Absolutely, but not exclusively. You need to ensure that your website works for your visitors when they see your website on whatever device they are using, whether that’s a smartphone, tablet, laptop or desktop PC.
While discussion can get quite technical when you dive into topics like HTML5, not to mention the pragmatism of how much things will cost, there are three simple words you and I can easily understand.
In a nutshell, this is about enabling your content to be seen, consumed, shared and otherwise give value to those who come to see you online, no matter how they do it – with a smartphone, tablet, laptop or desktop PC.
Your website just works and works seamlessly on whatever device, delivering a consistent usability and user experience.
If you want to see what I mean, check out this imaginative video published by tech news website ReadWrite on their website relaunch last October. It’s the best video I’ve seen so far that lets you see exactly what ‘responsive web design’ means to the user.
Making sure your website is usable when seen on any device is not as complex as it may seem. And if you use a content management system such as WordPress, it gets even easier. Note, too, these broad web design trends.
Think about it. Delivering satisfied and engaged website users, on their terms using their preferred device, is today’s business aspiration.
We are launching iPad mini and Kindle giveaway for affiliates who perform most sales in March. This is on top of our already generous affiliate commissions!
We suggest you list WebHostingBuzz as the most prominent host on your website to increase your chances of winning. Need a custom coupon code, banner, graphic of landing page? Just email firstname.lastname@example.org and we’ll get this created for you.
1. First prize is an iPad mini 16GB for the affiliate who drives the most converted sales in March. Second prize is an Amazon Kindle Paperwhite Wifi for the affiliate who sends the second highest amount of sales in March.
2013 marks 30 years since the release of the Apple Lisa the first personal computer that featured a graphical user interface.
In a celebration that nerds would be proud of, we have created an interactive timeline of personal computers through the years. You can see this at www.webhostingbuzz.com/evolution-of-computer/. Don’t forget to hover over a computers name to read about it’s impact on the computing world. It’s worth noting that for some reason the timeline runs best in Firefox.
The timeline doesn’t cover every PC ever released but it covers those that were the greatest milestones in the evolution of the PC’s to what they are today.
We found oldcomputers.net to be a fantastic resource when we were researching the timeline and we recommend anyone looking into the history of computers to check it out.
Is your favourite PC missing from the timeline then let us know why it should be included in the comments below (these are powered by Facebook).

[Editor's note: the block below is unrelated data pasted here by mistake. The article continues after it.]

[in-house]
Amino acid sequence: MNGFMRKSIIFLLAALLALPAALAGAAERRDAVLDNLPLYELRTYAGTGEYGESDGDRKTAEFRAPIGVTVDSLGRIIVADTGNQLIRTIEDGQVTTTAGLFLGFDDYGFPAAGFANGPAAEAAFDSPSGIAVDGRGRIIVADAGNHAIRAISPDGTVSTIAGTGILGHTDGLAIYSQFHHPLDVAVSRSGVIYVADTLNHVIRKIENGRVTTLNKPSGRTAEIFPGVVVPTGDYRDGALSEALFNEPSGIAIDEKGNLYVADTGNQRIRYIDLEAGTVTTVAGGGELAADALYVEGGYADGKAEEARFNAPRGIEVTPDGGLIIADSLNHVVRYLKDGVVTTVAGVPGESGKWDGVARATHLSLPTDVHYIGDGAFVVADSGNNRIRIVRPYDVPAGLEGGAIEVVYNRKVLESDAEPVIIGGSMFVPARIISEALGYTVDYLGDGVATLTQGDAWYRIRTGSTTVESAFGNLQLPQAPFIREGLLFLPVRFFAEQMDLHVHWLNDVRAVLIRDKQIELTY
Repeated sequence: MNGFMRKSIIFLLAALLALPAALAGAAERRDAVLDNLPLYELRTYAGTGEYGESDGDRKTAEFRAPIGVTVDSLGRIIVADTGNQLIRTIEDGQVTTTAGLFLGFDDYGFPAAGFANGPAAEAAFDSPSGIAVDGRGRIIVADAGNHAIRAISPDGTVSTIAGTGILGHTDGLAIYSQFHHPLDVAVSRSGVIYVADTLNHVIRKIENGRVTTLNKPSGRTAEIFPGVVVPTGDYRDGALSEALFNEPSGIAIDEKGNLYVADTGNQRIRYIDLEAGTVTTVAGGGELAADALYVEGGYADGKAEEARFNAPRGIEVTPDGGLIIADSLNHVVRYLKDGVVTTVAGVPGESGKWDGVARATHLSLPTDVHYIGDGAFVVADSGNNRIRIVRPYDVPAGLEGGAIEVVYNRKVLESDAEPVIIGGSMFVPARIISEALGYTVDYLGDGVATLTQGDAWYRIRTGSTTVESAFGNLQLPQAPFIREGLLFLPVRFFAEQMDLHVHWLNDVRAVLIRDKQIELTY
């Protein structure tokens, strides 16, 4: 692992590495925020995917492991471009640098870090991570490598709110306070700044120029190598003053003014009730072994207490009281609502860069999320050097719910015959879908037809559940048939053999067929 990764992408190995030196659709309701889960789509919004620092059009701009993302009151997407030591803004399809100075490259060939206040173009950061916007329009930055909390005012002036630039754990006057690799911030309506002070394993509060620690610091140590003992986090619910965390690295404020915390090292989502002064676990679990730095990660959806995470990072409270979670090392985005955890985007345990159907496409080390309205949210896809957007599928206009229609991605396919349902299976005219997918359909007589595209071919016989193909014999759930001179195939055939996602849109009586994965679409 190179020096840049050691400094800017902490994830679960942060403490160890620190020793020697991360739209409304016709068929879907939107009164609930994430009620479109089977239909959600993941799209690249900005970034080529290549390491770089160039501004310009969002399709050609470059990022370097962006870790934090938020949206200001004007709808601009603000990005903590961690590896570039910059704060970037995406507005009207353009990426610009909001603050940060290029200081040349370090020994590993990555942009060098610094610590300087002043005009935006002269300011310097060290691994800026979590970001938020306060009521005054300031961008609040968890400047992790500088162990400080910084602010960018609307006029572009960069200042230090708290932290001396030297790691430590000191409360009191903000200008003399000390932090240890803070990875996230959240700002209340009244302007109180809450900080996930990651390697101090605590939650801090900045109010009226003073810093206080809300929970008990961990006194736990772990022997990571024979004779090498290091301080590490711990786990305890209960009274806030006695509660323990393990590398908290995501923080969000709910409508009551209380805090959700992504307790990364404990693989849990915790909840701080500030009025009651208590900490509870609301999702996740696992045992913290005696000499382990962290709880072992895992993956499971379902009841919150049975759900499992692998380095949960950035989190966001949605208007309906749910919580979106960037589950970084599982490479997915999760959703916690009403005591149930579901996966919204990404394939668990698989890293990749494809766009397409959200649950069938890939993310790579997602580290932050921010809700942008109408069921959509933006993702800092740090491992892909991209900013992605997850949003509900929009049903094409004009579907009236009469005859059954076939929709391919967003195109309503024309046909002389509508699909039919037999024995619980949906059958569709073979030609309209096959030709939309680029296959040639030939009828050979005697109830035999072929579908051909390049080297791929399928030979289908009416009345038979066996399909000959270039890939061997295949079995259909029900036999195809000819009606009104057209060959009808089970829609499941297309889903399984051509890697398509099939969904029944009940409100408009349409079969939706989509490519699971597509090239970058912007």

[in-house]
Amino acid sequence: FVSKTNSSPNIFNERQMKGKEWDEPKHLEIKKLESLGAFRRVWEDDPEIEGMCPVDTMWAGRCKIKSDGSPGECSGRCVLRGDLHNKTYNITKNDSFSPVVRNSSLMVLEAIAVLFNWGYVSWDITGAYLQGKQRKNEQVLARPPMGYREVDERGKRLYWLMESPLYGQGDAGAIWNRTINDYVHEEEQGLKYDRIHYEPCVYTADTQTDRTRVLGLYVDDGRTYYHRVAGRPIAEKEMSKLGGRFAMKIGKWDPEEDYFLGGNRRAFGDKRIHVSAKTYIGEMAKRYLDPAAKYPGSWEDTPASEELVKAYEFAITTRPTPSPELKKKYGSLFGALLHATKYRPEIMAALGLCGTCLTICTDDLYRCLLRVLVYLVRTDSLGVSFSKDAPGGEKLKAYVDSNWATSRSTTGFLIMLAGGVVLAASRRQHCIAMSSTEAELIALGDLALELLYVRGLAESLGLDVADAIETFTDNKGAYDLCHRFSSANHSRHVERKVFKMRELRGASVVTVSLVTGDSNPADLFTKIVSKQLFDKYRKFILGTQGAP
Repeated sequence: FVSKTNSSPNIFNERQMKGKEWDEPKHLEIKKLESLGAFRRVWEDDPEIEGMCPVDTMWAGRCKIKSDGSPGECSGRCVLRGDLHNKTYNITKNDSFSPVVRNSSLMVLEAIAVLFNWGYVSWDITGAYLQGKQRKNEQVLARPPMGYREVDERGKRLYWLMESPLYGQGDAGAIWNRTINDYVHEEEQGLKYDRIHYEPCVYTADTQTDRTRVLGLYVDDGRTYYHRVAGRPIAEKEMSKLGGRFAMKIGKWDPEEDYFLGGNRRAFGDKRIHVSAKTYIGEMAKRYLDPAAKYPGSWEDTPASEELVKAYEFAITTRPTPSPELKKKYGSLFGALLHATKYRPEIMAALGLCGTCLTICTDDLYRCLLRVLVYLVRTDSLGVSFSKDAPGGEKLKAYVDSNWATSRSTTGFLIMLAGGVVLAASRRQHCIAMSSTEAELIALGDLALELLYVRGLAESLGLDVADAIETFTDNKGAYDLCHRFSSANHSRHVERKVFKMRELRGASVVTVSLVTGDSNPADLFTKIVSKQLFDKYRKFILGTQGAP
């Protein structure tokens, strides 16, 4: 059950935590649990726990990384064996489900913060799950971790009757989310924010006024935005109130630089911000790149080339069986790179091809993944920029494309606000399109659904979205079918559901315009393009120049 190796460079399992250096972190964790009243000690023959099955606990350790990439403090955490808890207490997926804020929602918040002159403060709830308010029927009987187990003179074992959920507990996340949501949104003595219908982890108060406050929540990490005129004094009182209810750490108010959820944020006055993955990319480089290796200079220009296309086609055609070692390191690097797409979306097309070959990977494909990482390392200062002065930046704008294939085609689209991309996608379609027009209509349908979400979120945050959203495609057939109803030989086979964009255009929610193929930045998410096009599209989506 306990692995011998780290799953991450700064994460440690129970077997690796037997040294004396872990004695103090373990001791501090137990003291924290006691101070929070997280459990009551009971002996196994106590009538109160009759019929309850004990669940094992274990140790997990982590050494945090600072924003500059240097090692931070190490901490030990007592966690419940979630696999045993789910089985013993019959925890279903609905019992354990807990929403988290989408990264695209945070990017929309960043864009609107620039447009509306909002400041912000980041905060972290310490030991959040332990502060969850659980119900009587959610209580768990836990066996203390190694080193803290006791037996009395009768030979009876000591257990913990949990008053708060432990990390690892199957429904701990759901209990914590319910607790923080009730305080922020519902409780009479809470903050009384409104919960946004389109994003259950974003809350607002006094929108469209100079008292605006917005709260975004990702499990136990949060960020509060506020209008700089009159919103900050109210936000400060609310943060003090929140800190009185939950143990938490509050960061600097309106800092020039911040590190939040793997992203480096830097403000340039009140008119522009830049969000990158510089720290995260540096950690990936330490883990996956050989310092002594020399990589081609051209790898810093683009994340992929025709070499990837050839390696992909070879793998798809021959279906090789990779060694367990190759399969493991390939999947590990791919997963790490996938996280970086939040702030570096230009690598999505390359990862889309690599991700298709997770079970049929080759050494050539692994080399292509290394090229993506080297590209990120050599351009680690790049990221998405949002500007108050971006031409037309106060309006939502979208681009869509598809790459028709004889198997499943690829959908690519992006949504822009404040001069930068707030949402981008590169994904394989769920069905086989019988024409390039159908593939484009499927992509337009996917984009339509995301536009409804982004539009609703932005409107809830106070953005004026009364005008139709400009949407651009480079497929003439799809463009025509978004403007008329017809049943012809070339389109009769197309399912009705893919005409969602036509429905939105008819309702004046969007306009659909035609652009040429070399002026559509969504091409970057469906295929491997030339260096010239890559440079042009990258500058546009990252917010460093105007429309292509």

Those of you that have followed WebHostingBuzz for some time will know that we take the environment very seriously. We care about the world in which we do business and as a fairly heavy consumer of electricity due to the amount of servers we run, we like to give back and minimize any impact our operations have.
Almost 6 years ago we partnered with the ITF (International Tree Foundation) to sponsor tree planting campaigns across Africa. This partnership ran its course and in recent weeks, we’ve been looking for a new partner to work with to help reduce our environmental impact.
Introducing the Woodland Trust…
The Woodland Trust is a UK based organization that looks to conserve woods and trees. They also help businesses minimise their impact by allowing businesses to make financial contributions and grants to the good work that they do. And we at WebHostingBuzz have done just that. We’ve joined The Woodland Trust as a corporate member and will be making an annual donation to help the good work that they do.
Why The Woodland Trust?
When we work with an organization, we look for one that shares similar values to us. We don’t just buy carbon credits to make some feeble claim that we’re carbon neutral. Instead, we select a partner carefully that we can work with long-term and work with to promote a greener, environmentally friendly hosting market. The Woodland Trust met all of our selection criteria and further to that, they are headquartered just 20 miles from our UK datacenter.
Our partnership with them means we’ll both be presenting regular news and updates on the good work that our sponsorship is allowing them to do.
Any business that provides a service that involves storing data should understand the importance of data security. And to be honest, all too often we’ve witnessed the undesirable results when data security is breached. It can be human error (or judgement – Wikileaks?), system error (hacking/compromised systems) or a combination of both. From wikileaks secrets being made public, to governments losing important documents, to bank/credit card details being exposed – any breach of data security can have catastrophic results.
As a hosting provider, you are entrusting us with important and perhaps confidential website files, databases and emails. We’ve spoken before about the great lengths we go to to secure, protect and manage data in an appropriate manner on our live production servers. And the methods we employ, most of which we keep private for security through obscurity, constantly evolve.